“Salish Eagle” and “Salish Raven” christened according to maritime tradition
BC Ferries held the official naming ceremony yesterday for the second and third SalishClass vessels at Remontowa Shipbuilding S.A. in Gdansk, Poland. The Salish Eagle and Salish Raven were christened according to maritime tradition with the customary breaking of a champagne bottle on each hull.
Champagne bottle christens BC Ferries’ Salish Raven at ceremony at Remontowa Shipbuilding S.A. in Gdansk, Poland.
The vessel sponsor for the Salish Eagle is Michelle Letourneau, currently a Master on the routes serving the Southern Gulf Islands. The sponsor for the Salish Raven is Jodi Gaudet, Chief Engineer on the MV Quinsam, which operates on the Nanaimo – Gabriola Island route. Both women have worked diligently over the past 20 years to advance their careers in the marine industry, and are thrilled at being selected as sponsors of these newest BC Ferries vessels.
“This ceremony marks a major milestone in the construction of our three new SalishClass vessels as they each take another step closer to entering our fleet,” said Mike Corrigan, BC Ferries’ President and CEO. “These vessels, named after the Coast Salish people and the Salish Sea, represent British Columbia’s rich coastal culture and heritage, and will serve coastal communities for many years to come.”
From left: President of Remontowa Group, Piotr Soyka; Remontowa Shipbuilding CEO, Andrzej Woijtkiewicz; BC Ferries’ Vessel Sponsor for the Salish Eagle, Michelle Letourneau, Master on the Southern Gulf Islands routes; BC Ferries’ Vessel Sponsor for the Salish Raven, Jodi Gaudet, Chief Engineer on the MV Quinsam; and BC Ferries’ President & CEO, Mike Corrigan.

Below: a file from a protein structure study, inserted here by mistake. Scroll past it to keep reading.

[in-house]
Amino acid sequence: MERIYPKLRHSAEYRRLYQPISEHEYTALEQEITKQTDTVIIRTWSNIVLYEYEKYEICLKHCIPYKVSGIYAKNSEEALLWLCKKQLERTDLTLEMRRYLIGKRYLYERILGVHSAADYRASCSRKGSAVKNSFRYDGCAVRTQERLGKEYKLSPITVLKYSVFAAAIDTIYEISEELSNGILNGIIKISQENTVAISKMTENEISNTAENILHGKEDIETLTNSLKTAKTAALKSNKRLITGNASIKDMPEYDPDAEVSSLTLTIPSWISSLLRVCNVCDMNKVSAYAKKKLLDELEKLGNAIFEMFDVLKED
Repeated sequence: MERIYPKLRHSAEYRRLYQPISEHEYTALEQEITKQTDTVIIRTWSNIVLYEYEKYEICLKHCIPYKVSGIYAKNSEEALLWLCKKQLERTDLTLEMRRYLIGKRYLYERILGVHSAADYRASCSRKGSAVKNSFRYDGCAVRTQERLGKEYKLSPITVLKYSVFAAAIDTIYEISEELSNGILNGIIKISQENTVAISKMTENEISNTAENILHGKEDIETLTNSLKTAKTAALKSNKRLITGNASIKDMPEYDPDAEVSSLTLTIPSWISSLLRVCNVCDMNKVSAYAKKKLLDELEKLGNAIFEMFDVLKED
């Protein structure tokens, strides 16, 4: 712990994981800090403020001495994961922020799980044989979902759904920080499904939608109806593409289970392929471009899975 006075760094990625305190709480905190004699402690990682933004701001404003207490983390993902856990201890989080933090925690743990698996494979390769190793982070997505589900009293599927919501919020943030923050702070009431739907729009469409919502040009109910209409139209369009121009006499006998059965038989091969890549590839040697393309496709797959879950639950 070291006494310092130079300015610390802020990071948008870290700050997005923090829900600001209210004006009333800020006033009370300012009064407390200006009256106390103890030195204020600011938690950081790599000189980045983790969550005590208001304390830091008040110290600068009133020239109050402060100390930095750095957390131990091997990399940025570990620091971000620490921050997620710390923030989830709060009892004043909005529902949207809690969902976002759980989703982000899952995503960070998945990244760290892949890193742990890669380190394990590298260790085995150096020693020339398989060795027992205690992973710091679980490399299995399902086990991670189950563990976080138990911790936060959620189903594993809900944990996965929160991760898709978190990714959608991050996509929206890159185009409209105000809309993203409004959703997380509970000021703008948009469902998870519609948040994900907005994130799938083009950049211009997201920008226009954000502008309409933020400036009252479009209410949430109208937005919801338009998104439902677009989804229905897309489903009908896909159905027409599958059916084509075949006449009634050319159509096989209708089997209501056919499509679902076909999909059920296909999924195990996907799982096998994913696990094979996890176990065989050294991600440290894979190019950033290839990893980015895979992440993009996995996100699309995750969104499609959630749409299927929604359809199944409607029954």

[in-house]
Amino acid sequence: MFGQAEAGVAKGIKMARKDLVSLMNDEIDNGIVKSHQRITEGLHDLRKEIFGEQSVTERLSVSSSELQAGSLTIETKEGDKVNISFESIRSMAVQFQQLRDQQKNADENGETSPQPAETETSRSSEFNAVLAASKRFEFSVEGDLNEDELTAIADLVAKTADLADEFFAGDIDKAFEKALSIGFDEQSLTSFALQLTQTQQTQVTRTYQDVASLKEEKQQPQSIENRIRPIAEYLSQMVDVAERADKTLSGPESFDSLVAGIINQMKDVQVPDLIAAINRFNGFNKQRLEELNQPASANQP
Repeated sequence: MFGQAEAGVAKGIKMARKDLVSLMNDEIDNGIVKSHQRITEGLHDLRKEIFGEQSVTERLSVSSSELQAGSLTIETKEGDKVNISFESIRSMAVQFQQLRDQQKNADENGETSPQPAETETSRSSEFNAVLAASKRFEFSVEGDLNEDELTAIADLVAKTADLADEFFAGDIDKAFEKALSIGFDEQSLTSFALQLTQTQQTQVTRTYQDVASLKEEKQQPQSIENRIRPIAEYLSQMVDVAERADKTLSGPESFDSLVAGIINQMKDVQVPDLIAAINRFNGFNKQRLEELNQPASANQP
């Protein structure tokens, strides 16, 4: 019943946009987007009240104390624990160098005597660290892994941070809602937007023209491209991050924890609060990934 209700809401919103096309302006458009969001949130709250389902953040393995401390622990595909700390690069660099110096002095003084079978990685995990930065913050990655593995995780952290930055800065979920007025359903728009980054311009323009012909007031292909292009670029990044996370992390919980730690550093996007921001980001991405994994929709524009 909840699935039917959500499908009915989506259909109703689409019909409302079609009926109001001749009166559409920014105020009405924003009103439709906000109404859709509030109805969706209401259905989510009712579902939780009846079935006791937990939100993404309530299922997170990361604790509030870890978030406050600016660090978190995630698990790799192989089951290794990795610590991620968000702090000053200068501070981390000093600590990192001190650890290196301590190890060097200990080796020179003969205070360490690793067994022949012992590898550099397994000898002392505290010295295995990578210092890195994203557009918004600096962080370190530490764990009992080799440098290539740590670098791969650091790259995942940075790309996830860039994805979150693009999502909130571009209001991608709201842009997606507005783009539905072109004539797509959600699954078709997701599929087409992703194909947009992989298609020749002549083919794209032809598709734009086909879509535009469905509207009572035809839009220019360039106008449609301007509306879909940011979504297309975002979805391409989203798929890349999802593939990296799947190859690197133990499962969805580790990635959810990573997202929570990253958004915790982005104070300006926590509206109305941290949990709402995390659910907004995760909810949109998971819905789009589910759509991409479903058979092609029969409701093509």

The Salish-Class vessels will be fuelled by natural gas, similar to gas used in homes, schools, hospitals and businesses, which is better for the environment than the traditional marine diesel oil. Using natural gas for the Salish-Class vessels will result in the reduction of an estimated 9,000 metric tonnes of carbon dioxide equivalent per year, the same as taking approximately 1,900 passenger vehicles off the road annually. Plus, natural gas is cheaper than marine diesel, which will reduce operating costs.
BC Ferries’ Salish Raven and Salish Eagle before the official ceremony begins at Remontowa Shipbuilding S.A. in Gdansk, Poland.
The 107-metre Salish-Class ferries will carry 145 vehicles and up to 600 passengers and crew. There are two car decks and each ferry has a service speed of 15.5 knots. The service life of each vessel is approximately 40 years.
The first vessel, the Salish Orca, is planned to arrive in B.C. by the end of this year. The Salish Eagle is expected to arrive early in 2017 and the Salish Raven is expected to arrive shortly thereafter in the spring of 2017. All three vessels are planned to be in operation in the summer of 2017. The Salish Orca will sail on the Comox – Powell River route. The Salish Eagle and Salish Raven will provide service to the Southern Gulf Islands.
Champagne bottle christens BC Ferries’ Salish Eagle at ceremony at Remontowa Shipbuilding S.A. in Gdansk, Poland.
Source: BC Ferries